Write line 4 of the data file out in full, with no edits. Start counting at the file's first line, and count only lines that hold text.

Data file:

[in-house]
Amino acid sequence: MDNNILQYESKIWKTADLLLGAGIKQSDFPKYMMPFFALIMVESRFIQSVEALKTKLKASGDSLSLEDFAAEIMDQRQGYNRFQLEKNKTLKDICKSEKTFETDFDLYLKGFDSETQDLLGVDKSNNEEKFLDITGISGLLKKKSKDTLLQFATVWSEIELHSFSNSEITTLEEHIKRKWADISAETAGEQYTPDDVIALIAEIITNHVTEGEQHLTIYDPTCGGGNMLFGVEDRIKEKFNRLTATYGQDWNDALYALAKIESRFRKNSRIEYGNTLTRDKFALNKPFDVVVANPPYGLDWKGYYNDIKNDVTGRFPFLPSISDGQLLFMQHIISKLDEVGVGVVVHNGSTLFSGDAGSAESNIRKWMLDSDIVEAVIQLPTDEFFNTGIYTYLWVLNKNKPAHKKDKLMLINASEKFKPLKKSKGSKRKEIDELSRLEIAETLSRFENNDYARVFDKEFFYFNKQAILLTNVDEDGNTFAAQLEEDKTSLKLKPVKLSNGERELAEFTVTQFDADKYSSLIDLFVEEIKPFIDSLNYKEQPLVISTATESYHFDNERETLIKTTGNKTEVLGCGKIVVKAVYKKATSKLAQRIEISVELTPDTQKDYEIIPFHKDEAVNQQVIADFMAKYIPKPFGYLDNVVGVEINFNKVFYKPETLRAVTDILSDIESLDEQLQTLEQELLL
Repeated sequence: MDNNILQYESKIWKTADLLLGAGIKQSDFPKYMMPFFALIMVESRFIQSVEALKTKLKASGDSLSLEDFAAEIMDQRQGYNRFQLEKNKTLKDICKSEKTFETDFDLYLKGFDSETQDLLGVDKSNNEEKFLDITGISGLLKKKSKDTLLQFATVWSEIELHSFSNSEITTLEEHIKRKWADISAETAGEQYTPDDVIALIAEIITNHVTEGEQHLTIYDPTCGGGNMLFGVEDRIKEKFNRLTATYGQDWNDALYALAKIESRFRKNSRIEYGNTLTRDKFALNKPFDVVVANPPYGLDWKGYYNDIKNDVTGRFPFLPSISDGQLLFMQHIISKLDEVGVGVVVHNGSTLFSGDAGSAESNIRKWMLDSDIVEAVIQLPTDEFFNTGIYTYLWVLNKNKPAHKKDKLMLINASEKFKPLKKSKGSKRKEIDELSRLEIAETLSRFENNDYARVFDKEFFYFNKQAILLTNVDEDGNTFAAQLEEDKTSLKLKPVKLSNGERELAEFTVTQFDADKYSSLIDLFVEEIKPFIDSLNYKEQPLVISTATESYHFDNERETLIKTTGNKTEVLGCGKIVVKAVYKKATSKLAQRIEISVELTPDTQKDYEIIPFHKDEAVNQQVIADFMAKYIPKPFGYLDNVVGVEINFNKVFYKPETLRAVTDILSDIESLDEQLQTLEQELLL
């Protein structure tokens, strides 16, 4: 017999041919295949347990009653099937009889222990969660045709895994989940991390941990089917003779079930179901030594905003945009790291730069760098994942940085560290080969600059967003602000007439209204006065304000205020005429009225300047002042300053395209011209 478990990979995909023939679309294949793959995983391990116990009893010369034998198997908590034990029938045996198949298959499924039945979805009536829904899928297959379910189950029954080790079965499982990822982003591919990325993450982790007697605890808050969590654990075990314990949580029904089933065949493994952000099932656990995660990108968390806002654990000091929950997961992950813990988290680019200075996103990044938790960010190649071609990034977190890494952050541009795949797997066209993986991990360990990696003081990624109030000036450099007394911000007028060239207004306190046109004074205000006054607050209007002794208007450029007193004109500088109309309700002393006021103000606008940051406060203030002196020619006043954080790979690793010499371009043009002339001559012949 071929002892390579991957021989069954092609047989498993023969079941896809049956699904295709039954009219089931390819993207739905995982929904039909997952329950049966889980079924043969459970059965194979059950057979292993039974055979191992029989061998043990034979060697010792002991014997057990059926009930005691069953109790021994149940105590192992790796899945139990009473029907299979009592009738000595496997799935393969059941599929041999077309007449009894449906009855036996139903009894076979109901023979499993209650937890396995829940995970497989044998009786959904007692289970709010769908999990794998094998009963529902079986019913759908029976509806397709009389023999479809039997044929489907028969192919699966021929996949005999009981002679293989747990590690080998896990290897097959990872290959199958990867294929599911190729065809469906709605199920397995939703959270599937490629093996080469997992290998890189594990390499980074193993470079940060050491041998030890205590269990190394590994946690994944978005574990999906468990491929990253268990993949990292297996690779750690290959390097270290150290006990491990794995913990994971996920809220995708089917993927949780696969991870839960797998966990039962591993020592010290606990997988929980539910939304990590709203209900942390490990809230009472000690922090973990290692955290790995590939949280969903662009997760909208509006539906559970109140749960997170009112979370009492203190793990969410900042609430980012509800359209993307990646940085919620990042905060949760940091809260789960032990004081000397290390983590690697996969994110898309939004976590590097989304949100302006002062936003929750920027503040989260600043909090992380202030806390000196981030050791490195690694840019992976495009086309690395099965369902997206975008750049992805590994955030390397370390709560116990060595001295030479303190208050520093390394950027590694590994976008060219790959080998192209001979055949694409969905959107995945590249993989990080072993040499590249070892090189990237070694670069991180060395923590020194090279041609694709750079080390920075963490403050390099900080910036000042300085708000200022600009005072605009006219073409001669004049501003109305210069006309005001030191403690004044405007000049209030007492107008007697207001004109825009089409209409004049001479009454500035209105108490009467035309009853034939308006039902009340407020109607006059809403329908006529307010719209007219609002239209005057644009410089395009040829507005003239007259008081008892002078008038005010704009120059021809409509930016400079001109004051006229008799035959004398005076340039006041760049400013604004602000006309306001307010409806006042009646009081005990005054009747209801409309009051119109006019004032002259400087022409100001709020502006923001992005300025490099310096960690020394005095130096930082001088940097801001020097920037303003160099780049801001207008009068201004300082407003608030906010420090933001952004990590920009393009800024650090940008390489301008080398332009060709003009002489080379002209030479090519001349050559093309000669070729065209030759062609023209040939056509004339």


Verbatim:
């Protein structure tokens, strides 16, 4: 017999041919295949347990009653099937009889222990969660045709895994989940991390941990089917003779079930179901030594905003945009790291730069760098994942940085560290080969600059967003602000007439209204006065304000205020005429009225300047002042300053395209011209 478990990979995909023939679309294949793959995983391990116990009893010369034998198997908590034990029938045996198949298959499924039945979805009536829904899928297959379910189950029954080790079965499982990822982003591919990325993450982790007697605890808050969590654990075990314990949580029904089933065949493994952000099932656990995660990108968390806002654990000091929950997961992950813990988290680019200075996103990044938790960010190649071609990034977190890494952050541009795949797997066209993986991990360990990696003081990624109030000036450099007394911000007028060239207004306190046109004074205000006054607050209007002794208007450029007193004109500088109309309700002393006021103000606008940051406060203030002196020619006043954080790979690793010499371009043009002339001559012949 071929002892390579991957021989069954092609047989498993023969079941896809049956699904295709039954009219089931390819993207739905995982929904039909997952329950049966889980079924043969459970059965194979059950057979292993039974055979191992029989061998043990034979060697010792002991014997057990059926009930005691069953109790021994149940105590192992790796899945139990009473029907299979009592009738000595496997799935393969059941599929041999077309007449009894449906009855036996139903009894076979109901023979499993209650937890396995829940995970497989044998009786959904007692289970709010769908999990794998094998009963529902079986019913759908029976509806397709009389023999479809039997044929489907028969192919699966021929996949005999009981002679293989747990590690080998896990290897097959990872290959199958990867294929599911190729065809469906709605199920397995939703959270599937490629093996080469997992290998890189594990390499980074193993470079940060050491041998030890205590269990190394590994946690994944978005574990999906468990491929990253268990993949990292297996690779750690290959390097270290150290006990491990794995913990994971996920809220995708089917993927949780696969991870839960797998966990039962591993020592010290606990997988929980539910939304990590709203209900942390490990809230009472000690922090973990290692955290790995590939949280969903662009997760909208509006539906559970109140749960997170009112979370009492203190793990969410900042609430980012509800359209993307990646940085919620990042905060949760940091809260789960032990004081000397290390983590690697996969994110898309939004976590590097989304949100302006002062936003929750920027503040989260600043909090992380202030806390000196981030050791490195690694840019992976495009086309690395099965369902997206975008750049992805590994955030390397370390709560116990060595001295030479303190208050520093390394950027590694590994976008060219790959080998192209001979055949694409969905959107995945590249993989990080072993040499590249070892090189990237070694670069991180060395923590020194090279041609694709750079080390920075963490403050390099900080910036000042300085708000200022600009005072605009006219073409001669004049501003109305210069006309005001030191403690004044405007000049209030007492107008007697207001004109825009089409209409004049001479009454500035209105108490009467035309009853034939308006039902009340407020109607006059809403329908006529307010719209007219609002239209005057644009410089395009040829507005003239007259008081008892002078008038005010704009120059021809409509930016400079001109004051006229008799035959004398005076340039006041760049400013604004602000006309306001307010409806006042009646009081005990005054009747209801409309009051119109006019004032002259400087022409100001709020502006923001992005300025490099310096960690020394005095130096930082001088940097801001020097920037303003160099780049801001207008009068201004300082407003608030906010420090933001952004990590920009393009800024650090940008390489301008080398332009060709003009002489080379002209030479090519001349050559093309000669070729065209030759062609023209040939056509004339």